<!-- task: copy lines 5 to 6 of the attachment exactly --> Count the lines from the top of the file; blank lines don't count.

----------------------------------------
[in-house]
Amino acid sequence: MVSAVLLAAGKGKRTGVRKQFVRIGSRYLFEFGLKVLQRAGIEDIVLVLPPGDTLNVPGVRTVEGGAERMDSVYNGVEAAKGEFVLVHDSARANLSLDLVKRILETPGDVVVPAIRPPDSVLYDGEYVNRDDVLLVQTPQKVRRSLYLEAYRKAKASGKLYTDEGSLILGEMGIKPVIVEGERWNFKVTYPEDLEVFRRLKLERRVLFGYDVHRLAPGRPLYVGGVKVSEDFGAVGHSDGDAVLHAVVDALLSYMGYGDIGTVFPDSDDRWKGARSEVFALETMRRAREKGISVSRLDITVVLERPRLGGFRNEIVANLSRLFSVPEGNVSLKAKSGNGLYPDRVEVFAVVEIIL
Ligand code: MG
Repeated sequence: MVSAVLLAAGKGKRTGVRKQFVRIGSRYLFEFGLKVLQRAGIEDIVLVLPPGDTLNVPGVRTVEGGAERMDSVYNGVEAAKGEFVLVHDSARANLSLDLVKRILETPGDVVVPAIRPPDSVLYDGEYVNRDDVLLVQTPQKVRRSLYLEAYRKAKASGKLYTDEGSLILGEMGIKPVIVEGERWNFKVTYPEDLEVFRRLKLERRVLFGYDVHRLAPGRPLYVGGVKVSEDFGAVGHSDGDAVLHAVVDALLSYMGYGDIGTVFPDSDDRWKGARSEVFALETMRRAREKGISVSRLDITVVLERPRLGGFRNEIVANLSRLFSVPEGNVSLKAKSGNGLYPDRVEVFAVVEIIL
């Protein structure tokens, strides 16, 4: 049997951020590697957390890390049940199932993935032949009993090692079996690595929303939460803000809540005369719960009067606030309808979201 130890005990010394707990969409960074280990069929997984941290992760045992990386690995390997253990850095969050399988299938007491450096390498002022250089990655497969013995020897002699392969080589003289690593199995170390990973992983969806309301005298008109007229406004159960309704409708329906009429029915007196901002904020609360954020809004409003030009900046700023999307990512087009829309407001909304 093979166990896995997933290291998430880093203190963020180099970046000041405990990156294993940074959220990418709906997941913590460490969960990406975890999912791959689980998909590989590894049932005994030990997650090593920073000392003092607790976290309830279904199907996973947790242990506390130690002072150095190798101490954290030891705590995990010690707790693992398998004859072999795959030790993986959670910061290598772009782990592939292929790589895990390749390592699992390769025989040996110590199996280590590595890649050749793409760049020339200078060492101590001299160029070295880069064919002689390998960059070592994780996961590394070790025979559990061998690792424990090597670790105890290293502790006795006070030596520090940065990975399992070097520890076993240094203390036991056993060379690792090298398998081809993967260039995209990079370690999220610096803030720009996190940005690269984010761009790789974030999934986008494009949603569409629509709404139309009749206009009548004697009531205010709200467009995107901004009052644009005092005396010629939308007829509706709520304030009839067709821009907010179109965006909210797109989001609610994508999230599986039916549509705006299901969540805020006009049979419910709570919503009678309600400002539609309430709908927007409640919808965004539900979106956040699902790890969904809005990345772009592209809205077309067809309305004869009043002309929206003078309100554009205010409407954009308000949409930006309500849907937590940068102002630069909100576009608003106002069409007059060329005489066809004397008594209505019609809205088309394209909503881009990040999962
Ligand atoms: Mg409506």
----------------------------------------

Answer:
């Protein structure tokens, strides 16, 4: 049997951020590697957390890390049940199932993935032949009993090692079996690595929303939460803000809540005369719960009067606030309808979201 130890005990010394707990969409960074280990069929997984941290992760045992990386690995390997253990850095969050399988299938007491450096390498002022250089990655497969013995020897002699392969080589003289690593199995170390990973992983969806309301005298008109007229406004159960309704409708329906009429029915007196901002904020609360954020809004409003030009900046700023999307990512087009829309407001909304 093979166990896995997933290291998430880093203190963020180099970046000041405990990156294993940074959220990418709906997941913590460490969960990406975890999912791959689980998909590989590894049932005994030990997650090593920073000392003092607790976290309830279904199907996973947790242990506390130690002072150095190798101490954290030891705590995990010690707790693992398998004859072999795959030790993986959670910061290598772009782990592939292929790589895990390749390592699992390769025989040996110590199996280590590595890649050749793409760049020339200078060492101590001299160029070295880069064919002689390998960059070592994780996961590394070790025979559990061998690792424990090597670790105890290293502790006795006070030596520090940065990975399992070097520890076993240094203390036991056993060379690792090298398998081809993967260039995209990079370690999220610096803030720009996190940005690269984010761009790789974030999934986008494009949603569409629509709404139309009749206009009548004697009531205010709200467009995107901004009052644009005092005396010629939308007829509706709520304030009839067709821009907010179109965006909210797109989001609610994508999230599986039916549509705006299901969540805020006009049979419910709570919503009678309600400002539609309430709908927007409640919808965004539900979106956040699902790890969904809005990345772009592209809205077309067809309305004869009043002309929206003078309100554009205010409407954009308000949409930006309500849907937590940068102002630069909100576009608003106002069409007059060329005489066809004397008594209505019609809205088309394209909503881009990040999962
Ligand atoms: Mg409506």